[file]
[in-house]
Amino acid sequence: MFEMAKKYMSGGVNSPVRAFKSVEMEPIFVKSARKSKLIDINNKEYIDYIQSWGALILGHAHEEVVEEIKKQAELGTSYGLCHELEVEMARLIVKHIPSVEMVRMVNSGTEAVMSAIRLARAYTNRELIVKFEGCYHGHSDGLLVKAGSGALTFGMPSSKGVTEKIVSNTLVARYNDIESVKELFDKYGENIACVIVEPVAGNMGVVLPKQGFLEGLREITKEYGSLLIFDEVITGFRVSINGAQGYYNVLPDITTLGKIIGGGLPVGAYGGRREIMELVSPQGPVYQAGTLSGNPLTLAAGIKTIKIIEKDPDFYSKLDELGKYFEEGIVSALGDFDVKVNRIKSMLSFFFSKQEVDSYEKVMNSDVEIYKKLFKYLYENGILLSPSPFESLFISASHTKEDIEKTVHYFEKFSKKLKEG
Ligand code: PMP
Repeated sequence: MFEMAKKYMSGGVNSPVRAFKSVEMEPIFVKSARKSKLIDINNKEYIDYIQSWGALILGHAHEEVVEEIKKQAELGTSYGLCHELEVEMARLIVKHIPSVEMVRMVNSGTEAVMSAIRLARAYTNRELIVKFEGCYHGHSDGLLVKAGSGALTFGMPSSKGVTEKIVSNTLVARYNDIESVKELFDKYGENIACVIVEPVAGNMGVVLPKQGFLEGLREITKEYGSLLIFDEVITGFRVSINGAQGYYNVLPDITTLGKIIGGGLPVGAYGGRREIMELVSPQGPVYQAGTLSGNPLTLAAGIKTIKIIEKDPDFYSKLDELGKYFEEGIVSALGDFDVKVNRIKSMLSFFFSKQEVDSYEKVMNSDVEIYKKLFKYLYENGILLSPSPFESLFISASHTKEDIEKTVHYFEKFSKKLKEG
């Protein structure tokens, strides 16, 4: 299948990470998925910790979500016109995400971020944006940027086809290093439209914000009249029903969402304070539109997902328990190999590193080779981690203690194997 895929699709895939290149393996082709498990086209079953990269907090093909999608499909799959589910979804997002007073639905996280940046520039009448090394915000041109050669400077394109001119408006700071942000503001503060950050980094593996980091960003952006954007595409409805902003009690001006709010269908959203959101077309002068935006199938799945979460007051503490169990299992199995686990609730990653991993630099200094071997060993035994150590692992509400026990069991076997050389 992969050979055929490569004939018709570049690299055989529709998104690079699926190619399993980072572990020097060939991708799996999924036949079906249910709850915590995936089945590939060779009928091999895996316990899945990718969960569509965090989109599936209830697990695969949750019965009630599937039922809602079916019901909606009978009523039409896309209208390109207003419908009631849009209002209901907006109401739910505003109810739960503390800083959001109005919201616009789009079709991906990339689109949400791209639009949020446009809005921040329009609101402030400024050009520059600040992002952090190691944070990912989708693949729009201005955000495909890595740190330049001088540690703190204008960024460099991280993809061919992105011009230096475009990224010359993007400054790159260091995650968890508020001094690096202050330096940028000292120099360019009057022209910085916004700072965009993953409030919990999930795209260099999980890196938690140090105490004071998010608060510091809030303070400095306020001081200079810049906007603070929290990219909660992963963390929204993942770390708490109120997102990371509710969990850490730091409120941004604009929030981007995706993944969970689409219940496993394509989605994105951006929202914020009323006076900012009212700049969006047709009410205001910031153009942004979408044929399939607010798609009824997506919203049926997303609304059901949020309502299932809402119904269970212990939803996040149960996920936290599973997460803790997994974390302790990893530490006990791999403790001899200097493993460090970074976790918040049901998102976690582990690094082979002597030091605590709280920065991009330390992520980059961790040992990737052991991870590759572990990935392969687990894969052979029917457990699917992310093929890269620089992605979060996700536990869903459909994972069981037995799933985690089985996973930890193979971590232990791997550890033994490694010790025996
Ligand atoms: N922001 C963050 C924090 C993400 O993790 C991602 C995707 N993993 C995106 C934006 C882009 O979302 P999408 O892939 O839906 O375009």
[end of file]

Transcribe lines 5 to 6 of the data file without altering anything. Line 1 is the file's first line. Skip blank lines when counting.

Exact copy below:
């Protein structure tokens, strides 16, 4: 299948990470998925910790979500016109995400971020944006940027086809290093439209914000009249029903969402304070539109997902328990190999590193080779981690203690194997 895929699709895939290149393996082709498990086209079953990269907090093909999608499909799959589910979804997002007073639905996280940046520039009448090394915000041109050669400077394109001119408006700071942000503001503060950050980094593996980091960003952006954007595409409805902003009690001006709010269908959203959101077309002068935006199938799945979460007051503490169990299992199995686990609730990653991993630099200094071997060993035994150590692992509400026990069991076997050389 992969050979055929490569004939018709570049690299055989529709998104690079699926190619399993980072572990020097060939991708799996999924036949079906249910709850915590995936089945590939060779009928091999895996316990899945990718969960569509965090989109599936209830697990695969949750019965009630599937039922809602079916019901909606009978009523039409896309209208390109207003419908009631849009209002209901907006109401739910505003109810739960503390800083959001109005919201616009789009079709991906990339689109949400791209639009949020446009809005921040329009609101402030400024050009520059600040992002952090190691944070990912989708693949729009201005955000495909890595740190330049001088540690703190204008960024460099991280993809061919992105011009230096475009990224010359993007400054790159260091995650968890508020001094690096202050330096940028000292120099360019009057022209910085916004700072965009993953409030919990999930795209260099999980890196938690140090105490004071998010608060510091809030303070400095306020001081200079810049906007603070929290990219909660992963963390929204993942770390708490109120997102990371509710969990850490730091409120941004604009929030981007995706993944969970689409219940496993394509989605994105951006929202914020009323006076900012009212700049969006047709009410205001910031153009942004979408044929399939607010798609009824997506919203049926997303609304059901949020309502299932809402119904269970212990939803996040149960996920936290599973997460803790997994974390302790990893530490006990791999403790001899200097493993460090970074976790918040049901998102976690582990690094082979002597030091605590709280920065991009330390992520980059961790040992990737052991991870590759572990990935392969687990894969052979029917457990699917992310093929890269620089992605979060996700536990869903459909994972069981037995799933985690089985996973930890193979971590232990791997550890033994490694010790025996
Ligand atoms: N922001 C963050 C924090 C993400 O993790 C991602 C995707 N993993 C995106 C934006 C882009 O979302 P999408 O892939 O839906 O375009």